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Walpole v. Commissioner of Social Security

United States District Court, S.D. Ohio, Eastern Division

August 26, 2019




         Plaintiff, Ronald Walpole (“Plaintiff”), brings this action under 42 U.S.C. § 405(g) and 42 U.S.C. § 1383(c) for review of a final decision of the Commissioner of Social Security (“Commissioner”) denying his application for Social Security Disability Insurance benefits (“SSDI”) and Supplemental Security Income benefits (“SSI”). This matter is before the Court for consideration of Plaintiff's Statement of Errors (ECF No. 13), the Commissioner's Memorandum in Opposition (ECF No. 18), and the administrative record (ECF No. 10). Plaintiff did not file a Reply. For the following reasons, Plaintiff's Statement of Errors is OVERRULED and the Commissioner's decision is AFFIRMED.

         I. BACKGROUND

         Plaintiff applied for disability benefits and supplemental security income on September 27, 2012. (R. at 12.) Plaintiff's claim was denied initially and upon reconsideration. (Id.) Administrative Law Judge David Bruce issued an administrative decision on February 1, 2016 denying Plaintiff's claims. (R. at 12, 190-203.) On January 10, 2017, the Appeals Council remanded the case to the ALJ to provide adequate support for the finding of past relevant work and a sufficient rationale to support Plaintiff's residual functional capacity. (R. at 210-12.) A hearing was held on July 12, 2017, in which Plaintiff, represented by counsel, appeared and testified. (R. at 72-107.) A vocational expert also appeared and testified at the hearing. (Id.) On August 10, 2017, Administrative Law Judge Jeffrey Hartranft (“the ALJ”) issued a decision finding that Plaintiff was not disabled at any time after August 9, 2012, the alleged onset date. (R. at 12-29.) On February 22, 2018, the Appeals Council denied Plaintiff's request for review and adopted the ALJ's decision as the Commissioner's final decision. (R. at 1-3.) Plaintiff then timely commenced the instant action. (ECF No. 1.)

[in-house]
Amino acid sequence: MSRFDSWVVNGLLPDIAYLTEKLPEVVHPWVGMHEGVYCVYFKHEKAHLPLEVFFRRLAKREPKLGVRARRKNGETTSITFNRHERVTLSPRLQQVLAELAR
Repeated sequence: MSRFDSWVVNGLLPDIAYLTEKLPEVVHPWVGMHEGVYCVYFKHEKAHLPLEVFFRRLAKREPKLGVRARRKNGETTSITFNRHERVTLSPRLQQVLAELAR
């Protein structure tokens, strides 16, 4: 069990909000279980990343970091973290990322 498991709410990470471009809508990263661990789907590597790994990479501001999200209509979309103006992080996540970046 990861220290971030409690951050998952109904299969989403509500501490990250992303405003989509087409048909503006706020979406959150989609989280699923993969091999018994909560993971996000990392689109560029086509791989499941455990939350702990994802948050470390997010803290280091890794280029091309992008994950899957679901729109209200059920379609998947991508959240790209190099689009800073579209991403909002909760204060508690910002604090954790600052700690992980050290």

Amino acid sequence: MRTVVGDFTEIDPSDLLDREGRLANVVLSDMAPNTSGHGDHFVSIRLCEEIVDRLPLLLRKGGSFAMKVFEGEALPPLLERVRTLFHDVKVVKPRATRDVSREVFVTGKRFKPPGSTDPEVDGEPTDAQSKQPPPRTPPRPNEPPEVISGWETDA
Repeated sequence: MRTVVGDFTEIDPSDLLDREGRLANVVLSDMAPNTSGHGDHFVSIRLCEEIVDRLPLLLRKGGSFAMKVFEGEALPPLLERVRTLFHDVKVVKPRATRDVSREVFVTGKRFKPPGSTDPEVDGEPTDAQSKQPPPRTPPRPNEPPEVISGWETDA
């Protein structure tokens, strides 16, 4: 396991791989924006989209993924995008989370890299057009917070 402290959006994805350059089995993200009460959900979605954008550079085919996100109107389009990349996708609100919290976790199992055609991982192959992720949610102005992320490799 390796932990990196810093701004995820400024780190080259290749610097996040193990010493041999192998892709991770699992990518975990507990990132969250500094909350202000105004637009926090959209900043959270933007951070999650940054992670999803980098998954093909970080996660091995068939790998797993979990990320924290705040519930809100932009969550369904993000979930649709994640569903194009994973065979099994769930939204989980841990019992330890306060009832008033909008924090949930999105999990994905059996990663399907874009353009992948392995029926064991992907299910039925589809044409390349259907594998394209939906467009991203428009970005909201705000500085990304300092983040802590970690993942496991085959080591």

On November 16, 2015, John P. Abad, M.D., prescribed a wheeled walker for Plaintiff. (R. at 1788.) Dr. Abad's prescription sheet indicates the following: “Wheeled walker with hand brakes and seat [illegible] unstable gait secondary to tussive syncope[2].” (Id.)


         On August 10, 2017, the ALJ issued his decision. (R. at 12-29.) At step one of the sequential evaluation process, [3] the ALJ found that Plaintiff had not engaged in substantial gainful activity since August 9, 2012, the alleged onset date. (R. at 15.) The ALJ found that Plaintiff has the following severe impairments: tussive syncope, diabetes, and obesity. (Id.) The ALJ further found that Plaintiff did not have an impairment or combination of impairments that meets or medically equals the severity of one of the listed impairments in 20 C.F.R. Part 404, Subpart P, Appendix 1. (R. at 19.)

         At step four of the sequential process, the ALJ set forth Plaintiff's residual functional capacity (“RFC”) as follows: